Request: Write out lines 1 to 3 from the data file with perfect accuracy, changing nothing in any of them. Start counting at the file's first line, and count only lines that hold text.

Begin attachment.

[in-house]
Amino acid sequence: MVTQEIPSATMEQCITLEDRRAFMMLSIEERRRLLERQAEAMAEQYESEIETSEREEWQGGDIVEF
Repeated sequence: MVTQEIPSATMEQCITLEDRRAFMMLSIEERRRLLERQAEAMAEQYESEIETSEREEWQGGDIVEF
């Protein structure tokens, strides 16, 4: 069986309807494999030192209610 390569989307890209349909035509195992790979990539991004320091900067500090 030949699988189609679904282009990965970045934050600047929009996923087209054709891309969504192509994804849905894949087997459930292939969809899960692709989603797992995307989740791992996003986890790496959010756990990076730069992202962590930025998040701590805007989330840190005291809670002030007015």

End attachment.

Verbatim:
[in-house]
Amino acid sequence: MVTQEIPSATMEQCITLEDRRAFMMLSIEERRRLLERQAEAMAEQYESEIETSEREEWQGGDIVEF
Repeated sequence: MVTQEIPSATMEQCITLEDRRAFMMLSIEERRRLLERQAEAMAEQYESEIETSEREEWQGGDIVEF